SPRINGFIELD, Colo. - Migrant workers aren't anything unusual in Southeastern Colorado, but the couple of dozen workers on the Loflin family farm outside of Springfield aren't your usual migrant workers…but this isn't your usual crop.
"We've got a bunch of volunteers from about five different states to come here and help us pick. These people are committed to this industry," said Ryan Loflin who is harvesting the first crop of industrial hemp in around 60 years in the U.S.
From as far away as Boise, Idaho, and Los Angeles, California, and around Colorado volunteers camped out in tents and in a barn to spend the weekend picking through fox thistle and pig weed to find the historic first crop of industrial hemp.
"It's all about freedom for me," said Will Jenkins who drove from Dallas. "People say I can't believe you're doing that. I say I can' believe you're not."
Planted on 60 acres, the hemp has sprouted sporadically through the field that is mostly weeds. Issues with the plants sex, not enough seed and uncertainty as to how different strains would grow in the arid climate led to what won't be considered a productive harvest in the traditional sense.
"It's a pretty big learning experience, we learned quite a bit," Loflin said.
Loflin planted the first seeds back in May in response to the passage of Amendment 64 which legalized recreational marijuana for adults, and also allows for the commercial growing of hemp.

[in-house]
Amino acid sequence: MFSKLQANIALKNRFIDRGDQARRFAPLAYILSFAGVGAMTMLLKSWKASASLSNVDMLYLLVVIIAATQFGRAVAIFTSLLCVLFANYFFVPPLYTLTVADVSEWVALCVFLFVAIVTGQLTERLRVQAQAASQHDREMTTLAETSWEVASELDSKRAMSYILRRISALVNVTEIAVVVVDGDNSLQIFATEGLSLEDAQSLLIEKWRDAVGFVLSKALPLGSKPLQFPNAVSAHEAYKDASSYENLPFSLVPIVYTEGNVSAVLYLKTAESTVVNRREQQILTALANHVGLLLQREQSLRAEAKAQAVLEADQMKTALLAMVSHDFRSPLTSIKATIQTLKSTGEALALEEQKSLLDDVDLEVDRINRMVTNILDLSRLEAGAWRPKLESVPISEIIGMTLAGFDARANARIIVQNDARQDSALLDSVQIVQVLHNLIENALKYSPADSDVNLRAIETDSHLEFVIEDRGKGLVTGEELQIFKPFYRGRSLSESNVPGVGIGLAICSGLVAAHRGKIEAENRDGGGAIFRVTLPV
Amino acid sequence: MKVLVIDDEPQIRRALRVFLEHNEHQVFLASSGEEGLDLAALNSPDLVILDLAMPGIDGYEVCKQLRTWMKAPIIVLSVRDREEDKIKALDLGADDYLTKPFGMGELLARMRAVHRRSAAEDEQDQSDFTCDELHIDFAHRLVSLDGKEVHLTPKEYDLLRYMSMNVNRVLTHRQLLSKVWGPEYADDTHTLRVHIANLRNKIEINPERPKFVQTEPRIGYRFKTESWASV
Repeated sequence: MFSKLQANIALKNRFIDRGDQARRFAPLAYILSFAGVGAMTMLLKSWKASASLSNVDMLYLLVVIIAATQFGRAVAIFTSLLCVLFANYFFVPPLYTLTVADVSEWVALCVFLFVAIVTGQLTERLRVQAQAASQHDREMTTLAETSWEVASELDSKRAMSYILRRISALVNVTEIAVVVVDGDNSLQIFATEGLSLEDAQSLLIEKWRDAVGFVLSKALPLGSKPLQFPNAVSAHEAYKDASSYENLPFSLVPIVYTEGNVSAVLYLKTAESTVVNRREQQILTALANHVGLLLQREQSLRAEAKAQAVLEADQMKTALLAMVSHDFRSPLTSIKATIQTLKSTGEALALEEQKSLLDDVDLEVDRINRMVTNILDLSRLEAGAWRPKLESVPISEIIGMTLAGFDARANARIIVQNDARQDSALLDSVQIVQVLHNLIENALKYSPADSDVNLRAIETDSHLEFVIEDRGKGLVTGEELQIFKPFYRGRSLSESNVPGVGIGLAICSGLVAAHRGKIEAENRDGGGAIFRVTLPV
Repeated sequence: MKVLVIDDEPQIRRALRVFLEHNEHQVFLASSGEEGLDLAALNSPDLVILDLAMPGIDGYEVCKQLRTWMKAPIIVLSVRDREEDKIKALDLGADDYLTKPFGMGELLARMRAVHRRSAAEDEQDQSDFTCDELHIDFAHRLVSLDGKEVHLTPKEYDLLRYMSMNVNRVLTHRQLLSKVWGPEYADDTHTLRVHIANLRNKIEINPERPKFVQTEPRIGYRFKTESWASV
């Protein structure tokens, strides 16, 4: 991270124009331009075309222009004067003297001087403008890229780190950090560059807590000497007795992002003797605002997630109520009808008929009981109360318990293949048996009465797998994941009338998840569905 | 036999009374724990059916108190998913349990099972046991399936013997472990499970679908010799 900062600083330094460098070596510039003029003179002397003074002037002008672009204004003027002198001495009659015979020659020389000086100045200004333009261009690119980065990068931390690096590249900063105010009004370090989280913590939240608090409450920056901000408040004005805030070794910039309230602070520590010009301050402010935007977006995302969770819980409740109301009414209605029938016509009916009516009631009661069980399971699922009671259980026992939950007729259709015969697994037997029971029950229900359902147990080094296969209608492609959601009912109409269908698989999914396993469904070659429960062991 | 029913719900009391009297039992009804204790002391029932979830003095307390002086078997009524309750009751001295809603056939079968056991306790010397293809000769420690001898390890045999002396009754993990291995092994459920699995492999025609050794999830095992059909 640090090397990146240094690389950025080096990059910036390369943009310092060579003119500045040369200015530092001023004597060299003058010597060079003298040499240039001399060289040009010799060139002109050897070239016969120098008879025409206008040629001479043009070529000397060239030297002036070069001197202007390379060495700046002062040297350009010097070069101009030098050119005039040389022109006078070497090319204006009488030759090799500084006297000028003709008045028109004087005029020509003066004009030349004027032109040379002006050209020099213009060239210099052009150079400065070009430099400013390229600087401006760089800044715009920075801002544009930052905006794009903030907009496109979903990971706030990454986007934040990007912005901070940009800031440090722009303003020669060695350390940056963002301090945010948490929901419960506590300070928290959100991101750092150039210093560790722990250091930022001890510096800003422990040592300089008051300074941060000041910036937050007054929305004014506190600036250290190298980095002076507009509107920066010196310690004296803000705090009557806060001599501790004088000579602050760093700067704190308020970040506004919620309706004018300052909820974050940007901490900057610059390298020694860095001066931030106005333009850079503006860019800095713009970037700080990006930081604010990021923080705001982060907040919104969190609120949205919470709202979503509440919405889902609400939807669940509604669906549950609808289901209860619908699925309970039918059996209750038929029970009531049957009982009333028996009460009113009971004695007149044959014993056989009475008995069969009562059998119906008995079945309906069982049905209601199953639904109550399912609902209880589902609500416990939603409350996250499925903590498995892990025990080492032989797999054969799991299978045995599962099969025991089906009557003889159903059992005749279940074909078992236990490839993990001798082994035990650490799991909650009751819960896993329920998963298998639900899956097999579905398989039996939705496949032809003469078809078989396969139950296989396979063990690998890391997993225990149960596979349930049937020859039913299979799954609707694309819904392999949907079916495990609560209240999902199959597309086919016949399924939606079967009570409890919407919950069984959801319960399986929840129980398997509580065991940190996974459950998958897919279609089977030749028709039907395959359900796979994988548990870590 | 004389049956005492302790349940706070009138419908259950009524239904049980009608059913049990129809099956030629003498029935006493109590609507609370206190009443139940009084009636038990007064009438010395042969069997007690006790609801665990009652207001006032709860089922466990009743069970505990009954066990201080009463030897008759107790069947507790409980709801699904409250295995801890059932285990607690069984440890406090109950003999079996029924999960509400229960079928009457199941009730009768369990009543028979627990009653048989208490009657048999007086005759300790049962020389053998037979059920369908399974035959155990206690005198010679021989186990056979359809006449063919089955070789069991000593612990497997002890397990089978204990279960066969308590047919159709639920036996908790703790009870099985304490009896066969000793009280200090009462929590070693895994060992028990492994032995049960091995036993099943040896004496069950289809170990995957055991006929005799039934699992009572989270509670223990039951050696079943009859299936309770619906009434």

Hemp is known as marijuana's sober cousin, as the plant contains little or no THC, the psychoactive ingredient in marijuana associated with the "high" sensation. But the association with marijuana has made the cultivation controversial.
"Some see it as the same thing as this is a field of drugs, when in reality it's a field of paper, insulation and bio diesel," said Tim Klob who volunteered to help harvest.
The Colorado Department of Agriculture is still working on rules for registering hemp farmers and believes they will be in place by next spring. The department said that it technically isn't legal to grow hemp until farmers are registered with the state, which Loflin won't be able to do until the Department of Ag writes those rules. He went ahead anyway.
"We obviously didn't end up in prison, so that is good," Loflin said.
Loflin will process the seeds from his crop in an old storage barn on the farm. By next planting season he hopes to open a permanent processing facility in Springfield.
"It's a dream come true," Loflin said.
Loflin and the volunteers who were busy plucking each stalk by hand hope the seeds they gather will grow into a new sort of agricultural revolution.